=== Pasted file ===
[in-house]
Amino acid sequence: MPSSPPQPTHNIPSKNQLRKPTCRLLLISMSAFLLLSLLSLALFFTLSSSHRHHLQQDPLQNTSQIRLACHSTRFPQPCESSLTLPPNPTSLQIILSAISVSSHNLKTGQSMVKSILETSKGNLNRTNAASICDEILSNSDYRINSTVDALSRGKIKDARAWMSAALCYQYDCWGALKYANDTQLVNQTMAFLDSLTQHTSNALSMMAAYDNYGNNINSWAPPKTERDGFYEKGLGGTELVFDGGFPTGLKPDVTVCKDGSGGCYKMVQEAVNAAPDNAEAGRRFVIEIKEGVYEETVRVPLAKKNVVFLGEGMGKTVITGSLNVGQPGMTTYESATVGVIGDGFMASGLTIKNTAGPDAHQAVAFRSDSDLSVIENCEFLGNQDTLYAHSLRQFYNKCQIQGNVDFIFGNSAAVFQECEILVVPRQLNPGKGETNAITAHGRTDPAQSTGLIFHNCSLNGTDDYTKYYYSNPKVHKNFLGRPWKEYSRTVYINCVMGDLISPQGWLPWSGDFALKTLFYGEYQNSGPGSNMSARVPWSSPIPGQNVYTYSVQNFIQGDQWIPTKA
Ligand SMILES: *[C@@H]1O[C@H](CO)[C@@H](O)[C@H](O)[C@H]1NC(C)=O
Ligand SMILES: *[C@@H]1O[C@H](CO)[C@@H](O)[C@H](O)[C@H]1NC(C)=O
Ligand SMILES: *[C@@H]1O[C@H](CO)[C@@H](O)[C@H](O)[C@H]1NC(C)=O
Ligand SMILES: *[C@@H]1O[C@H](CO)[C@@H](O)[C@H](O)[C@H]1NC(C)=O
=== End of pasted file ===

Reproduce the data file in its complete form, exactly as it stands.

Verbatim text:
[in-house]
Amino acid sequence: MPSSPPQPTHNIPSKNQLRKPTCRLLLISMSAFLLLSLLSLALFFTLSSSHRHHLQQDPLQNTSQIRLACHSTRFPQPCESSLTLPPNPTSLQIILSAISVSSHNLKTGQSMVKSILETSKGNLNRTNAASICDEILSNSDYRINSTVDALSRGKIKDARAWMSAALCYQYDCWGALKYANDTQLVNQTMAFLDSLTQHTSNALSMMAAYDNYGNNINSWAPPKTERDGFYEKGLGGTELVFDGGFPTGLKPDVTVCKDGSGGCYKMVQEAVNAAPDNAEAGRRFVIEIKEGVYEETVRVPLAKKNVVFLGEGMGKTVITGSLNVGQPGMTTYESATVGVIGDGFMASGLTIKNTAGPDAHQAVAFRSDSDLSVIENCEFLGNQDTLYAHSLRQFYNKCQIQGNVDFIFGNSAAVFQECEILVVPRQLNPGKGETNAITAHGRTDPAQSTGLIFHNCSLNGTDDYTKYYYSNPKVHKNFLGRPWKEYSRTVYINCVMGDLISPQGWLPWSGDFALKTLFYGEYQNSGPGSNMSARVPWSSPIPGQNVYTYSVQNFIQGDQWIPTKA
Ligand SMILES: *[C@@H]1O[C@H](CO)[C@@H](O)[C@H](O)[C@H]1NC(C)=O
Ligand SMILES: *[C@@H]1O[C@H](CO)[C@@H](O)[C@H](O)[C@H]1NC(C)=O
Ligand SMILES: *[C@@H]1O[C@H](CO)[C@@H](O)[C@H](O)[C@H]1NC(C)=O
Ligand SMILES: *[C@@H]1O[C@H](CO)[C@@H](O)[C@H](O)[C@H]1NC(C)=O